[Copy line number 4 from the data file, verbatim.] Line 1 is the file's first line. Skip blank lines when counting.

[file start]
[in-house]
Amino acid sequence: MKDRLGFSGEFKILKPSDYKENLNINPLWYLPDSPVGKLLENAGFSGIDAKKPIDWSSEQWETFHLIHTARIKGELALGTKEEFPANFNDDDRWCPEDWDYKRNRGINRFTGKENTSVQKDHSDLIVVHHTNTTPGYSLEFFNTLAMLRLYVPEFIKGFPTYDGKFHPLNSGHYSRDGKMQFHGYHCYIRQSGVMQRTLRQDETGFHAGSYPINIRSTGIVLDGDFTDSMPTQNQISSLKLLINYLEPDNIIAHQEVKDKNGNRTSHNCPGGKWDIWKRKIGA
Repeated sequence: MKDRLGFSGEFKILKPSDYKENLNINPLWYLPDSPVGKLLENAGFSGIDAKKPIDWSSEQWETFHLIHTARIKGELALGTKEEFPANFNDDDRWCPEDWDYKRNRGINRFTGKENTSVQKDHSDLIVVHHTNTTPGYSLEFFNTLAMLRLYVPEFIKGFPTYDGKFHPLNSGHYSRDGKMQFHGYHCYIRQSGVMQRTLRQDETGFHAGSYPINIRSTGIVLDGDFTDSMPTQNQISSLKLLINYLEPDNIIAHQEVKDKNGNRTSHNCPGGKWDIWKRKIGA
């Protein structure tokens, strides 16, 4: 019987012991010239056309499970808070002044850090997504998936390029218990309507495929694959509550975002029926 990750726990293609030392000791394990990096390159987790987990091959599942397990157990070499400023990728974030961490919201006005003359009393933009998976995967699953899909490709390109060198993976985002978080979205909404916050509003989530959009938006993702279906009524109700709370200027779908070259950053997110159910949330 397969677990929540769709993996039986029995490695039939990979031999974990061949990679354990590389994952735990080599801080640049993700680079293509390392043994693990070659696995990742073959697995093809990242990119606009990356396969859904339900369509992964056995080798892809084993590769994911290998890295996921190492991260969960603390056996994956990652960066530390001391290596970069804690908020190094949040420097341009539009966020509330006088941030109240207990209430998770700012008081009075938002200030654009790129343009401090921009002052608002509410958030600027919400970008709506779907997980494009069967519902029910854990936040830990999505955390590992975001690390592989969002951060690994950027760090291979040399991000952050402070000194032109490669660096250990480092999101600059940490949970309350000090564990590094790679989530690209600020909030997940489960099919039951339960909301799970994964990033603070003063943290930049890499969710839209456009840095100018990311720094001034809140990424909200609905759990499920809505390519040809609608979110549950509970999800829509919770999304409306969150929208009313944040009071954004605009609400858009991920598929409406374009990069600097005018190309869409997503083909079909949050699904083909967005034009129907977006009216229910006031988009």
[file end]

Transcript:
């Protein structure tokens, strides 16, 4: 019987012991010239056309499970808070002044850090997504998936390029218990309507495929694959509550975002029926 990750726990293609030392000791394990990096390159987790987990091959599942397990157990070499400023990728974030961490919201006005003359009393933009998976995967699953899909490709390109060198993976985002978080979205909404916050509003989530959009938006993702279906009524109700709370200027779908070259950053997110159910949330 397969677990929540769709993996039986029995490695039939990979031999974990061949990679354990590389994952735990080599801080640049993700680079293509390392043994693990070659696995990742073959697995093809990242990119606009990356396969859904339900369509992964056995080798892809084993590769994911290998890295996921190492991260969960603390056996994956990652960066530390001391290596970069804690908020190094949040420097341009539009966020509330006088941030109240207990209430998770700012008081009075938002200030654009790129343009401090921009002052608002509410958030600027919400970008709506779907997980494009069967519902029910854990936040830990999505955390590992975001690390592989969002951060690994950027760090291979040399991000952050402070000194032109490669660096250990480092999101600059940490949970309350000090564990590094790679989530690209600020909030997940489960099919039951339960909301799970994964990033603070003063943290930049890499969710839209456009840095100018990311720094001034809140990424909200609905759990499920809505390519040809609608979110549950509970999800829509919770999304409306969150929208009313944040009071954004605009609400858009991920598929409406374009990069600097005018190309869409997503083909079909949050699904083909967005034009129907977006009216229910006031988009």